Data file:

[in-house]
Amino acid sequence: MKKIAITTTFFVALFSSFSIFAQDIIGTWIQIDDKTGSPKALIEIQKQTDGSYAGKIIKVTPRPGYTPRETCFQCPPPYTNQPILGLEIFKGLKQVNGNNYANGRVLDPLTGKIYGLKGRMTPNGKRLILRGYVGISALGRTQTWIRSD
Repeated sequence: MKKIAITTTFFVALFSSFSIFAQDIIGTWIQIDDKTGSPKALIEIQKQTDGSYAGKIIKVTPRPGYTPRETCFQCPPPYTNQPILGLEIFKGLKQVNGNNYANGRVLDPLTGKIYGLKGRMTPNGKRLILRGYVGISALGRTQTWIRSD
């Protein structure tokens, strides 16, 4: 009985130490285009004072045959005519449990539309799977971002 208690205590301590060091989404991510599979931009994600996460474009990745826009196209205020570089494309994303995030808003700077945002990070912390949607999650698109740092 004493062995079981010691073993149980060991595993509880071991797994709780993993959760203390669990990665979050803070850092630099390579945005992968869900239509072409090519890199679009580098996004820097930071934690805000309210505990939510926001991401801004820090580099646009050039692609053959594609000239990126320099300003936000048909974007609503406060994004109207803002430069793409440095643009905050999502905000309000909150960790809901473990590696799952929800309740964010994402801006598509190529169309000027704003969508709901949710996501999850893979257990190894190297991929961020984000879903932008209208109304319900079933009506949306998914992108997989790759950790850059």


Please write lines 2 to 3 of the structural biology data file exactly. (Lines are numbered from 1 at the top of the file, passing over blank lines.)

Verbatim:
Amino acid sequence: MKKIAITTTFFVALFSSFSIFAQDIIGTWIQIDDKTGSPKALIEIQKQTDGSYAGKIIKVTPRPGYTPRETCFQCPPPYTNQPILGLEIFKGLKQVNGNNYANGRVLDPLTGKIYGLKGRMTPNGKRLILRGYVGISALGRTQTWIRSD
Repeated sequence: MKKIAITTTFFVALFSSFSIFAQDIIGTWIQIDDKTGSPKALIEIQKQTDGSYAGKIIKVTPRPGYTPRETCFQCPPPYTNQPILGLEIFKGLKQVNGNNYANGRVLDPLTGKIYGLKGRMTPNGKRLILRGYVGISALGRTQTWIRSD